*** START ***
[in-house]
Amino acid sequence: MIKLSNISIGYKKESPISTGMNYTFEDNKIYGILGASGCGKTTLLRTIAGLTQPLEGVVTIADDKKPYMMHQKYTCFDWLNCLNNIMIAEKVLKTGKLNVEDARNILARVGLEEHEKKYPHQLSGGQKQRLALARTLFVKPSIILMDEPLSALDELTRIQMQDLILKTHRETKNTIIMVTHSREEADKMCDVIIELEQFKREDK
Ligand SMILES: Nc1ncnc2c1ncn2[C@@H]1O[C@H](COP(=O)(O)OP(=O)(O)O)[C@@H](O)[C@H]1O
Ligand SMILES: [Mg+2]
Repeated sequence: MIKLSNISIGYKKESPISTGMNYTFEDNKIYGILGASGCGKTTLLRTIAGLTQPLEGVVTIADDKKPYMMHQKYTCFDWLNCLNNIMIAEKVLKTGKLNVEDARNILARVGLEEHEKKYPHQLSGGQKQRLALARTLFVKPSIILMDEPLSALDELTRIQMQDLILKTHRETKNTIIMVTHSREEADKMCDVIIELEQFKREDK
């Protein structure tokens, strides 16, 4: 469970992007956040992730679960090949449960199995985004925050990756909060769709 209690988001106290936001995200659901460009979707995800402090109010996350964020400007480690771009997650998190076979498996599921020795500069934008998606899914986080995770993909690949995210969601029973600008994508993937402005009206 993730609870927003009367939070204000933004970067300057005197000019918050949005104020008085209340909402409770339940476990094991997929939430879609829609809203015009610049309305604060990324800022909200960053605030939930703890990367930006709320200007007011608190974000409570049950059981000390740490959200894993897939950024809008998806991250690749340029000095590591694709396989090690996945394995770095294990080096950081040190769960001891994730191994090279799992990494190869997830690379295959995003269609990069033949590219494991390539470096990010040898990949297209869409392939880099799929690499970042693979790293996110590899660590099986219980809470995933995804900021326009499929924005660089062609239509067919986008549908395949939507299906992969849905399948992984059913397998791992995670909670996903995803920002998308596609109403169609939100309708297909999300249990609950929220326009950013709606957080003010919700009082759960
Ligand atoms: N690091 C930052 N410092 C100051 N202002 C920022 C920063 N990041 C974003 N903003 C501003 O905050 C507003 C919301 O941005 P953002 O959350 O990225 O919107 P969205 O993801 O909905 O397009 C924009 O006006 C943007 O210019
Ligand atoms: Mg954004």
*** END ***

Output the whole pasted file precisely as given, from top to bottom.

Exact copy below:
[in-house]
Amino acid sequence: MIKLSNISIGYKKESPISTGMNYTFEDNKIYGILGASGCGKTTLLRTIAGLTQPLEGVVTIADDKKPYMMHQKYTCFDWLNCLNNIMIAEKVLKTGKLNVEDARNILARVGLEEHEKKYPHQLSGGQKQRLALARTLFVKPSIILMDEPLSALDELTRIQMQDLILKTHRETKNTIIMVTHSREEADKMCDVIIELEQFKREDK
Ligand SMILES: Nc1ncnc2c1ncn2[C@@H]1O[C@H](COP(=O)(O)OP(=O)(O)O)[C@@H](O)[C@H]1O
Ligand SMILES: [Mg+2]
Repeated sequence: MIKLSNISIGYKKESPISTGMNYTFEDNKIYGILGASGCGKTTLLRTIAGLTQPLEGVVTIADDKKPYMMHQKYTCFDWLNCLNNIMIAEKVLKTGKLNVEDARNILARVGLEEHEKKYPHQLSGGQKQRLALARTLFVKPSIILMDEPLSALDELTRIQMQDLILKTHRETKNTIIMVTHSREEADKMCDVIIELEQFKREDK
């Protein structure tokens, strides 16, 4: 469970992007956040992730679960090949449960199995985004925050990756909060769709 209690988001106290936001995200659901460009979707995800402090109010996350964020400007480690771009997650998190076979498996599921020795500069934008998606899914986080995770993909690949995210969601029973600008994508993937402005009206 993730609870927003009367939070204000933004970067300057005197000019918050949005104020008085209340909402409770339940476990094991997929939430879609829609809203015009610049309305604060990324800022909200960053605030939930703890990367930006709320200007007011608190974000409570049950059981000390740490959200894993897939950024809008998806991250690749340029000095590591694709396989090690996945394995770095294990080096950081040190769960001891994730191994090279799992990494190869997830690379295959995003269609990069033949590219494991390539470096990010040898990949297209869409392939880099799929690499970042693979790293996110590899660590099986219980809470995933995804900021326009499929924005660089062609239509067919986008549908395949939507299906992969849905399948992984059913397998791992995670909670996903995803920002998308596609109403169609939100309708297909999300249990609950929220326009950013709606957080003010919700009082759960
Ligand atoms: N690091 C930052 N410092 C100051 N202002 C920022 C920063 N990041 C974003 N903003 C501003 O905050 C507003 C919301 O941005 P953002 O959350 O990225 O919107 P969205 O993801 O909905 O397009 C924009 O006006 C943007 O210019
Ligand atoms: Mg954004």